With his massive chockablock canvases loaded with visual detritus and his jocular drawings that exhibit a tendency to dig into his own psyche, Texas artist Trenton Doyle Hancock’s exhibition at ACA Gallery of SCAD, We Done All We Could And None Of It’s Good, transports you to the id-factory of an artist’s studio, that physical metaphor for his or her brain. It’s no wonder the influence of Henry Darger has been mentioned in discussions of Hancock’s work: his “Dargerism” manifests in battles between a self-defined good and evil (in his warring “Mound” and “Vegan” creatures) as well as his obsessively personal approach, as the American Folk Art Museum suggested in a 2008 show. Hancock’s work conjures up what I would imagine to be the slightly crazed, potentially self-destructive experience of working in a vacuum and allowing visions, wacky ideas and self-flagellating anxiety to swirl around your head like dark angels, offering inspiration and damnation both.
Hancock’s enormous canvases afford endless visual fodder with their spit-wads of paint, globs of dirty fake fur, rain of variously hued teardrops of paint, layers of fabric, and a consistently appealing color palette of neon pink, black, gray, white, and a blazing lemon yellow. Viewers are welcomed into the gallery space with a site-specific touch: black hand-lettered words set against the white walls, repeating endlessly, “We Done All We Could and None Of It’s Good,” and setting the tone early on for, among other things, Hancock’s plumbing of male anxiety.
The two most commonly reoccurring images in Hancock’s work in We Done All We Could are a sinewy, clenched, bleeding, and wound-pocked arm and a cartoon figure with enormous eyes. A kind of ’60s countercultural spin on the Kilroy Was Here proto-graffiti icon, the google-eyed creature keeps popping up like a gopher or a Pac-Man in Hancock’s wild-style painterly landscapes. Its two half-circle eyes are a trope that crops up as a pair of lungs, church windows, and tombstones. While the hand and arm suggest an artist’s toil, the eyes evoke a constant state of vigilance and self-surveillance: the measuring, judgmental artist’s glance. Hancock’s show is a beguiling expression of suppurating artistic anxiety that’s extra fun to behold; his kitschy neon pinks and graphic grays define the gooey, fleshy, inward-looking obsessions of the artist.
Exhibit A in Trenton Doyle Hancock’s self-flagellation is a wall of 14 acrylic and mixed-media drawings on paper. Their angst is so deliciously kinky and self-effacing, it manages to evoke not only the battle-worn neurosis of the classic comic characters that Hancock references, but also the geeked-out, four-eyed spaziness of every preteen comic reader who ever walked the earth. Hancock’s superhero alter ego, Torpedo Boy, is an absurdly muscle-bound guy in yellow tights topped with a pair of jockey shorts—a posturing hard man who, we sense, has the heart of a pussy cat beating inside. In two paired bodies of work, “It Takes Two” and “Torpedo Boy and Heiren Hazo,” Hancock works two complementary strains, of superheroism and supergeekdom: his big-muscled superhero with a pink “T” on his super suit and a chunky, regular guy who has a hard time hefting his jeans over his midsection girth. Rendered predominately in shades of black, white, and gray, the images suggest newspaper comics that have been customized with pink and yellow markers to jazz up the alter ego’s superhero costume, or his pink lips.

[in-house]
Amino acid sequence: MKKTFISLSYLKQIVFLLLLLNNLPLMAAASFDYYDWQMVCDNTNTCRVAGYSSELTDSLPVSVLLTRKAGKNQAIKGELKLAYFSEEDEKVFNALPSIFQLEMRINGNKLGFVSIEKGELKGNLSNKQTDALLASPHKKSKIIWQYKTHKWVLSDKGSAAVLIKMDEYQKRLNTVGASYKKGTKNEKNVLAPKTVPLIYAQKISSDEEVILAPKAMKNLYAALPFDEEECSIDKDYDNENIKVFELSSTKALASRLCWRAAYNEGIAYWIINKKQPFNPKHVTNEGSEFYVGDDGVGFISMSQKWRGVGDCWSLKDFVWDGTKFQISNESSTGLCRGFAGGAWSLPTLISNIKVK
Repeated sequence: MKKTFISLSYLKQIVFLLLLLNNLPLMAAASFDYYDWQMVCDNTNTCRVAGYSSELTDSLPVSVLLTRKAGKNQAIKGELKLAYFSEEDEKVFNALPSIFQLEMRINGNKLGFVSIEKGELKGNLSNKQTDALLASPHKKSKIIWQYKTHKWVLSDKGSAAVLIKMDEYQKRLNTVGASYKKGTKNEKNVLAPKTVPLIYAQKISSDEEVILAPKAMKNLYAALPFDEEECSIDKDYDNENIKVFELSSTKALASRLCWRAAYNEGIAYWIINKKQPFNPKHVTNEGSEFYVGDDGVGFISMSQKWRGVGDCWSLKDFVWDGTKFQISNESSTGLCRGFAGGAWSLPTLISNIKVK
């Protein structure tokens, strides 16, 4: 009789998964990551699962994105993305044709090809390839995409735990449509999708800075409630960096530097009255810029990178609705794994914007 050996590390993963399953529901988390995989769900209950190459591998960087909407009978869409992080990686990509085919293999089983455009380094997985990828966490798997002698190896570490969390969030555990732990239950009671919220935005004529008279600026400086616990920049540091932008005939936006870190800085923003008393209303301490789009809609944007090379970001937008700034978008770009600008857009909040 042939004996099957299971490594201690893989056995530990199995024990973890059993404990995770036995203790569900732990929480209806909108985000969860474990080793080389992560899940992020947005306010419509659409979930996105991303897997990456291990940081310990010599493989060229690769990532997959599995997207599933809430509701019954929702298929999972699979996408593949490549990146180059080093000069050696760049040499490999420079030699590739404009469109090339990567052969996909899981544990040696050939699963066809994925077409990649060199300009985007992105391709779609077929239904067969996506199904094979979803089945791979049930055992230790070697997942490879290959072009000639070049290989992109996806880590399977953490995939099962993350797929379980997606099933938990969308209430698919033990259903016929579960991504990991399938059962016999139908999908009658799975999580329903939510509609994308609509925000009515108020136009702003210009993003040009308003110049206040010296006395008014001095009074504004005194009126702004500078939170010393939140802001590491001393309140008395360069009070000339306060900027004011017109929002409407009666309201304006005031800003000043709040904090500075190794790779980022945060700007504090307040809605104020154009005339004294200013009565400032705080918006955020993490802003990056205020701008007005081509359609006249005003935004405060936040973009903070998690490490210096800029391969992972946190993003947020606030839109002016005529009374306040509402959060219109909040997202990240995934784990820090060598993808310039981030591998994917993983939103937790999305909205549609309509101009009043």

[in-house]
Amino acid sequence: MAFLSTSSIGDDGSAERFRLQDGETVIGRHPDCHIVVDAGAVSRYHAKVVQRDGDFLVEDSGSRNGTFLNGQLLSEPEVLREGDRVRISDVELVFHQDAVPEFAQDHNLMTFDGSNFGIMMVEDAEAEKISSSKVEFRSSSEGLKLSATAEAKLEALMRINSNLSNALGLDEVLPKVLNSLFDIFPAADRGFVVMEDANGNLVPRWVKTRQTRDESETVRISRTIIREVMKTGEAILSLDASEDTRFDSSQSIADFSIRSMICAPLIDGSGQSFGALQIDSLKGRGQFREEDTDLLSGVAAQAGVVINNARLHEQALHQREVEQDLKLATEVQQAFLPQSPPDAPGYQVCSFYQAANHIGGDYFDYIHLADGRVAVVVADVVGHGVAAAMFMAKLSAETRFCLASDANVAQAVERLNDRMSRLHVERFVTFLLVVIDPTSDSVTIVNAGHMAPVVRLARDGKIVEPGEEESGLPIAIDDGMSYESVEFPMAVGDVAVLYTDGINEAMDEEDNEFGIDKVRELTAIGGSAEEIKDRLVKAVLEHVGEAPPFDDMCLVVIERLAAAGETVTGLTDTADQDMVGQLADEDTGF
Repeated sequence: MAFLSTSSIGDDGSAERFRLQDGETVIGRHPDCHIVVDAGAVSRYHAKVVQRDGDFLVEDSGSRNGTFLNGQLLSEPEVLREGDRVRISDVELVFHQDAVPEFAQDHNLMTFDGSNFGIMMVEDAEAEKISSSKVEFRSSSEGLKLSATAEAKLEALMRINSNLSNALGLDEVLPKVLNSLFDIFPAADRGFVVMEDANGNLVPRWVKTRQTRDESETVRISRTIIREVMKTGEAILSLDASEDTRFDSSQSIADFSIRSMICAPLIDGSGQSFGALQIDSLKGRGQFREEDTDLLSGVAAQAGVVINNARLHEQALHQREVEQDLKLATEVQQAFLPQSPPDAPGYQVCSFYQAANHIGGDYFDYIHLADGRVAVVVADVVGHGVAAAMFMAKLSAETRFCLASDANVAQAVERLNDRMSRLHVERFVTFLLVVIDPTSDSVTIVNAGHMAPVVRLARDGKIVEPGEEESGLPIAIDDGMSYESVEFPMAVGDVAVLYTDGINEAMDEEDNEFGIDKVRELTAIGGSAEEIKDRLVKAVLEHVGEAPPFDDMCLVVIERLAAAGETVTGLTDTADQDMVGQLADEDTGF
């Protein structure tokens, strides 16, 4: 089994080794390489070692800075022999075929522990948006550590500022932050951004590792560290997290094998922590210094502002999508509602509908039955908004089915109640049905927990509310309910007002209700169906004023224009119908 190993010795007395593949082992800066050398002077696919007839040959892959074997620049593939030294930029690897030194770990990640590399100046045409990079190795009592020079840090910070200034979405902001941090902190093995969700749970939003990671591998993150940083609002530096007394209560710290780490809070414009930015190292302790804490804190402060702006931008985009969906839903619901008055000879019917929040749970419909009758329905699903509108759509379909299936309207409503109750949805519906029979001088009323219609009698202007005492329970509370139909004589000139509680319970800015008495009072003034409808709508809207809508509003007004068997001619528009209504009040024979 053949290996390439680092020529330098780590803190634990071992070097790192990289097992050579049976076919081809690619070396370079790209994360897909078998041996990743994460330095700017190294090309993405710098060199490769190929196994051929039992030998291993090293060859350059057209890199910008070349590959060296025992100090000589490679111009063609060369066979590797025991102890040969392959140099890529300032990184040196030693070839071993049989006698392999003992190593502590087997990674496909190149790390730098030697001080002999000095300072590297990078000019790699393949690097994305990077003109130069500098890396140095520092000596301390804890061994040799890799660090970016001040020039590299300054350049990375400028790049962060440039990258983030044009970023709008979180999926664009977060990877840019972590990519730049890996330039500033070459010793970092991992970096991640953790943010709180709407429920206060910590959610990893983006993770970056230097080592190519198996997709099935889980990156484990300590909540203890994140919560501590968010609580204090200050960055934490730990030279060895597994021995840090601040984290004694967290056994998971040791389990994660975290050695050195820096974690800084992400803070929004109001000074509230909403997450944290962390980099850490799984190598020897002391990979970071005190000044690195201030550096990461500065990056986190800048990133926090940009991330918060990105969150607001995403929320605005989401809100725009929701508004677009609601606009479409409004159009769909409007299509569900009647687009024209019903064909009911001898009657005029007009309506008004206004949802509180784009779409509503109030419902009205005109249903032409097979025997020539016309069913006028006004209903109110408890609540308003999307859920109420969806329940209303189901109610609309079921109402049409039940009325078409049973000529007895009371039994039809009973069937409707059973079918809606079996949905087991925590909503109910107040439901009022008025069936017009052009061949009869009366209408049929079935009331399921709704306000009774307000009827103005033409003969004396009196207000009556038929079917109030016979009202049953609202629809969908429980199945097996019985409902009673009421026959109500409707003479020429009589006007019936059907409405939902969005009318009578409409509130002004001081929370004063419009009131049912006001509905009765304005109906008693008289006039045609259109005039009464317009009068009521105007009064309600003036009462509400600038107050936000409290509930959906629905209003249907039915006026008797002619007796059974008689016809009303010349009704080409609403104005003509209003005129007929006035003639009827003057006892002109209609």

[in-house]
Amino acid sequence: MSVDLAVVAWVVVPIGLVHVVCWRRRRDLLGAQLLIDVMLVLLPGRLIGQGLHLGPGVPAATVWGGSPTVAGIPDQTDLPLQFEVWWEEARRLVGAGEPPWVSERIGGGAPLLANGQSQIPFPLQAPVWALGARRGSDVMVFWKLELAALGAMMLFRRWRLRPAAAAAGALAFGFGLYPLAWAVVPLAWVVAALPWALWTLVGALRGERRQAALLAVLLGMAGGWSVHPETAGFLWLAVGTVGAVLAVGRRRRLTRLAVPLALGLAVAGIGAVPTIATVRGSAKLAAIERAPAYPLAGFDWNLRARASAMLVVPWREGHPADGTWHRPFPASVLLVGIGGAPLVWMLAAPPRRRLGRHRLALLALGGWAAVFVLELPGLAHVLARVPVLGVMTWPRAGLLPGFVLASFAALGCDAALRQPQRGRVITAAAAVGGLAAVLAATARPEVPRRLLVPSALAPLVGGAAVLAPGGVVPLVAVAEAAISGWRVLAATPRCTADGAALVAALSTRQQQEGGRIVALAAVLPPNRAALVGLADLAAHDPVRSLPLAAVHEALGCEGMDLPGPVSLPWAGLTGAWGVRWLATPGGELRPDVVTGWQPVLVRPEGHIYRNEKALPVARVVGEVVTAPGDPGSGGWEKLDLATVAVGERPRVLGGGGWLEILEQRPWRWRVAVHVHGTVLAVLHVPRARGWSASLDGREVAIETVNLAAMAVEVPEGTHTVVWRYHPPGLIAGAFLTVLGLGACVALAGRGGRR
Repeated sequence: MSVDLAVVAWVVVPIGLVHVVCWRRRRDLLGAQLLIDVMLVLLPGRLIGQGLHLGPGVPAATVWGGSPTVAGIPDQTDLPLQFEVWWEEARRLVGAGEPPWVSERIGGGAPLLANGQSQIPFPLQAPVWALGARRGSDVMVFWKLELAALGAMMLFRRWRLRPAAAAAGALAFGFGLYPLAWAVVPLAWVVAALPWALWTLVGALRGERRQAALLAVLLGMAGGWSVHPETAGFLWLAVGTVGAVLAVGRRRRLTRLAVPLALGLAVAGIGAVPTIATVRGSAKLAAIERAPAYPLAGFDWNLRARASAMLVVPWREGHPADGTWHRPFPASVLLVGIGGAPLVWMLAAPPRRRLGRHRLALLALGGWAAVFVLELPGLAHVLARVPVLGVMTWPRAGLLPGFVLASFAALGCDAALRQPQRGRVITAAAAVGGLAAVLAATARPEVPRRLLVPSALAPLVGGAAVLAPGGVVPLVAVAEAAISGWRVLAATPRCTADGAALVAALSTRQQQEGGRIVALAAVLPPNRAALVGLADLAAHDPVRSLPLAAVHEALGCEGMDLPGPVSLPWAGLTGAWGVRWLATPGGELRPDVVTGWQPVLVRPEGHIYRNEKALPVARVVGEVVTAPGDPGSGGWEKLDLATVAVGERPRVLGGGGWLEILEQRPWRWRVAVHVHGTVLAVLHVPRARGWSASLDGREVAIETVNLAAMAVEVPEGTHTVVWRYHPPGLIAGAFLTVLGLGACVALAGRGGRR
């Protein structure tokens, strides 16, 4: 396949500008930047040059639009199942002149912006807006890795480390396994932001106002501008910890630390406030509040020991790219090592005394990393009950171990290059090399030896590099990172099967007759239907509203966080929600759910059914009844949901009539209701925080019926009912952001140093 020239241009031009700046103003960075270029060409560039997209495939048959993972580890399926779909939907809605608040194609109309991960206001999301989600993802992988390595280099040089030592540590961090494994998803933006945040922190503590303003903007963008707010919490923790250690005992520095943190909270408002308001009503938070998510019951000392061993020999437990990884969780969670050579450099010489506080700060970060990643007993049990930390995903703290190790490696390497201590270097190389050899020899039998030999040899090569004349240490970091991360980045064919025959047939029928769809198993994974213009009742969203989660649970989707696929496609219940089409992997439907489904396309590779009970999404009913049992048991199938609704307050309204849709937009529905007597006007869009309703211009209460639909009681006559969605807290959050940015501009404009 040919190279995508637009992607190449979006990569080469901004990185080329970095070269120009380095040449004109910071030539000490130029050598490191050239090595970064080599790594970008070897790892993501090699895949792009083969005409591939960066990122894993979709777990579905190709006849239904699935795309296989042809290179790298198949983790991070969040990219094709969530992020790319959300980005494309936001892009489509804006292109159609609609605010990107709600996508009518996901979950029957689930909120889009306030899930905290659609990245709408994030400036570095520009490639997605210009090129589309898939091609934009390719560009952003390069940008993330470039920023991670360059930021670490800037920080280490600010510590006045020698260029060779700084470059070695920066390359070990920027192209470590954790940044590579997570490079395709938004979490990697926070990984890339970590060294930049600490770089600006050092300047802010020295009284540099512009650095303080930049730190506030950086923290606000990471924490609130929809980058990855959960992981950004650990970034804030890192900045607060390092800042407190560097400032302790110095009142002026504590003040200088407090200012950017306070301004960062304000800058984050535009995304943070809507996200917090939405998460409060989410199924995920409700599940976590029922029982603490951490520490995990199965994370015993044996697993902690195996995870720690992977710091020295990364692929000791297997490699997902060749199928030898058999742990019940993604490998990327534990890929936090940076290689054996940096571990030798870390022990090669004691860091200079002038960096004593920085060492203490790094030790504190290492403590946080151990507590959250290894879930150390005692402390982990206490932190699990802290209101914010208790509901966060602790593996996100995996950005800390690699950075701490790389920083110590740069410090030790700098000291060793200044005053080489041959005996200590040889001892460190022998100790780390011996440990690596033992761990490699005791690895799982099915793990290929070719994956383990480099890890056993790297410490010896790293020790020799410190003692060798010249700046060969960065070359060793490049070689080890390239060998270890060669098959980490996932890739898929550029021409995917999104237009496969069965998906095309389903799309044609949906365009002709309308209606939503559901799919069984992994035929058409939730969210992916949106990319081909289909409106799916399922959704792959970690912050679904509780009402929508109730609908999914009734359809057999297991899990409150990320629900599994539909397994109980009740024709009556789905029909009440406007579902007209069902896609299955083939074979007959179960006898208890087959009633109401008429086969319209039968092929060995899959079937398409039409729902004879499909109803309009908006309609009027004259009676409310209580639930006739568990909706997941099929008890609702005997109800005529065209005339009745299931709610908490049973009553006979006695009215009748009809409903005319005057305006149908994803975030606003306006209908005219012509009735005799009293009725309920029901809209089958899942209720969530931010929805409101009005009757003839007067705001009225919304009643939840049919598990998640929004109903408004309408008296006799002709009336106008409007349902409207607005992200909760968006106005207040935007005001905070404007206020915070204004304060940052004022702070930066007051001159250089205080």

A constant refrain in this collection of small works, hung en masse on one of the gallery’s walls, is Hancock’s paunchy, shame-filled body waging a desperate battle of the bulge. Like Superman, Doyle has his kryptonite, and it appears to be a Whopper. Strapped to a board half-naked, he claws madly at a glowing pink hamburger just out of reach in Sometimes We Can’t Have the Things We Don’t Want, madly cycling on a stationary bike despite the flashing red LED warning “Faster” in the corner of the image. Based on those goofusy drawings where Hancock sprouts exaggerated pink lips and blinks from behind his glasses, it’s hard not to love the poor cuss. Like discovering a child’s notebook filled with doodles, you shake your head at the obsessiveness even as you delight in access into the inner workings of another person’s psyche.
Is it possible for a black artist to create work this discordant, crazed, and improvisational and have someone not mention jazz? Probably not. Curator David Louis Norr of the Museum of Contemporary Art Cleveland can’t help himself, as he references that musical form on more than one occasion. But more than jazz, Hancock’s work conjures up the oxymoronic, self-loathing, onanistic world of a teenage psyche steeped in psychedelia, R. Crumb doodles, and the gory, twisted wormholes and fugues of some internal, idiosyncratic soundtrack.